TORONTO – A Toronto police officer who refused to shoot the man suspected of plowing a van into crowds of pedestrians on Monday, killing 10 people, was praised for restraint in the face of a suspect who claimed to have a gun.
Video footage showed the police officer staring down the suspect at gunpoint in the middle of a street, while the man pointed what appeared to be a gun and shouted “Kill me.” The video, obtained by CBC News, showed the suspect repeatedly pulling an object from his side and aiming at police.
The arrest was praised as a welcome example of police restraint in the midst of chaos, coming just minutes after a white rental van plowed into a lunchtime crowd in north Toronto, killing 10 people and injuring 15 in one of the most violent incidents in Canadian history.
As the suspect shouted “Kill me,” the officer replied, “No, get down.” When the suspect said, “I have a gun in my pocket,” the officer responded: “I don’t care. Get down.”
Toronto police identified the man arrested as Alek Minassian, 25, of Richmond Hill, a neighborhood close to Toronto.
“It’s quite apparent that the suspect was trying to be executed. He was really looking for ‘suicide-by-cop,’ ” said Gary Clement, a retired Royal Canadian Mounted Police superintendent with 34 years experience of policing.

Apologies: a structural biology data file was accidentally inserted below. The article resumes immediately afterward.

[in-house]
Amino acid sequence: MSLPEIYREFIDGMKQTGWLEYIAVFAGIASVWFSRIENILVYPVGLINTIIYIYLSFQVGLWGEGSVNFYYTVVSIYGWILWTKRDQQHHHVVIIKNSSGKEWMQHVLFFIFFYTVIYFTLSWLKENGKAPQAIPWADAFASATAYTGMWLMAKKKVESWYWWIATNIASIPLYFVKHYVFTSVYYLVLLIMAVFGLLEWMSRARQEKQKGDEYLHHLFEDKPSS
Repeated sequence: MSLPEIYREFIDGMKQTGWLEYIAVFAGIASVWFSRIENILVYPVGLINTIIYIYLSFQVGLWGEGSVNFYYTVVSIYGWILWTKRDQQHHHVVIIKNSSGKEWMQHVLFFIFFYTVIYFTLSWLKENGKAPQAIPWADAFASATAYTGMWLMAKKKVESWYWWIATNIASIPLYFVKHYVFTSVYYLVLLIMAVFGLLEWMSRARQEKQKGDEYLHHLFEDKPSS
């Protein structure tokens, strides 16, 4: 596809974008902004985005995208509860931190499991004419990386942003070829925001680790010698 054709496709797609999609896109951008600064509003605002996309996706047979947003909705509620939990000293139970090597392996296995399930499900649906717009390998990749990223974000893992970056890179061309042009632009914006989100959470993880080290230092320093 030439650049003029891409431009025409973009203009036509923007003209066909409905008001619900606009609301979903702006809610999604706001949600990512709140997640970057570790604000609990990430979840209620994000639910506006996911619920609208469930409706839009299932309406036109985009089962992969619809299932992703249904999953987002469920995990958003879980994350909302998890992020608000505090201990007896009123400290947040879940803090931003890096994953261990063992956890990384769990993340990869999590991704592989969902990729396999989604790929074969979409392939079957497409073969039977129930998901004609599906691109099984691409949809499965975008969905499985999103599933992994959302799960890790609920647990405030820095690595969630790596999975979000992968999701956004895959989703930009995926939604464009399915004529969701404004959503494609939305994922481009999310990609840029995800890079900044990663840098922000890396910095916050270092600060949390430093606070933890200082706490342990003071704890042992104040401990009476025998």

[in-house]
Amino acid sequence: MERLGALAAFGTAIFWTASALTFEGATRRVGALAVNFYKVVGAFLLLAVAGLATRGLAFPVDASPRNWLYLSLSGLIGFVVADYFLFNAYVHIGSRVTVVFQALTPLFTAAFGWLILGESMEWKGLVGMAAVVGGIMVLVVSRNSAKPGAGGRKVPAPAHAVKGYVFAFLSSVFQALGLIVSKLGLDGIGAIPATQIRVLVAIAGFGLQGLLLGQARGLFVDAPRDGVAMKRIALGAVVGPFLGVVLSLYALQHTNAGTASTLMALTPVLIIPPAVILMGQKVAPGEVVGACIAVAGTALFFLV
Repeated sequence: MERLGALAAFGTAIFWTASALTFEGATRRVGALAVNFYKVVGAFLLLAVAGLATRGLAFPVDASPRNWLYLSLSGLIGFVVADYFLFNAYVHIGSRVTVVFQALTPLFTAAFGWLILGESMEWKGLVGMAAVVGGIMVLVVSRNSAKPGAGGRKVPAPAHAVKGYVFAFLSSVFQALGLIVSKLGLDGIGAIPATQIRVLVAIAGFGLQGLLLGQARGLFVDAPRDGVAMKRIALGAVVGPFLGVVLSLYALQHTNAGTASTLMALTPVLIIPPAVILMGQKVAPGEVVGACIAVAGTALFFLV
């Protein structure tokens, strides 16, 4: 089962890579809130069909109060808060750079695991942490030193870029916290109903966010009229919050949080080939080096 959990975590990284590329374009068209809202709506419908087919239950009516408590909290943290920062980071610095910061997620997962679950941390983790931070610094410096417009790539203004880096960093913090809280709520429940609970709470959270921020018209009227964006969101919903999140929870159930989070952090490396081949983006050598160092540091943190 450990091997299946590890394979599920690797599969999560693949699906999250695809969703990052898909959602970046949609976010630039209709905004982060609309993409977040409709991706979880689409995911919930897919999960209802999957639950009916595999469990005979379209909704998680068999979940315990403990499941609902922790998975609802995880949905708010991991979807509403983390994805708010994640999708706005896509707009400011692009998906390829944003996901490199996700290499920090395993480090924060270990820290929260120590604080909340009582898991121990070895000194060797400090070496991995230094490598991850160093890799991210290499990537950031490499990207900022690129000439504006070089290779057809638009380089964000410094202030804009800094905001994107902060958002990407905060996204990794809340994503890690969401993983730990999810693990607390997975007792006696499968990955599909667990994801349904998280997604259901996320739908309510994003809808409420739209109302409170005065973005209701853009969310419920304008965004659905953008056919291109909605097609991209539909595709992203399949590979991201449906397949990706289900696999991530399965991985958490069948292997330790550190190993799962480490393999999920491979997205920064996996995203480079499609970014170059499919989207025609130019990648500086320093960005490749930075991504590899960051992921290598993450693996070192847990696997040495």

The Toronto Police Service declined to name the officer involved in the stand-off, but Clement said he appeared to be a “very seasoned and mature officer.”
“I would say this individual met the right police officer,” Clement said. “Nobody knows how they’re going to react. In this situation a lot of it comes down to muscle memory. This guy reacted in a very mature manner.”
Toronto Police Chief Mark Saunders said the officer’s behavior reflected the “high caliber of training that takes place.
“They are taught to use as little force as possible in any given situation,” he said.
It helped that the officer had a clear view of the suspect, who was out of the van and pacing between the sidewalk and the arresting officer, Clement said.
The non-violent end to the standoff won plaudits on social media.
“Wow, at how these Canadian cops brought in this suspected killer,” said Twitter user Stuart A. Thompson in a posting.
Police in the United States have been criticized for being too quick to pull the trigger after a series of high-profile police shootings and deaths of suspects during arrest.
In Toronto, witnesses of the van incident expressed horror at the killings.
Young Lee, a 56-year-old attorney, looked out his third-floor office window on Yonge Street and was shocked to see medics attempting to resuscitate two of the victims.
“I’ve never seen violence like this here in Toronto,” Lee said. “I felt a mix of rage and a lot of sympathy for the victims.”
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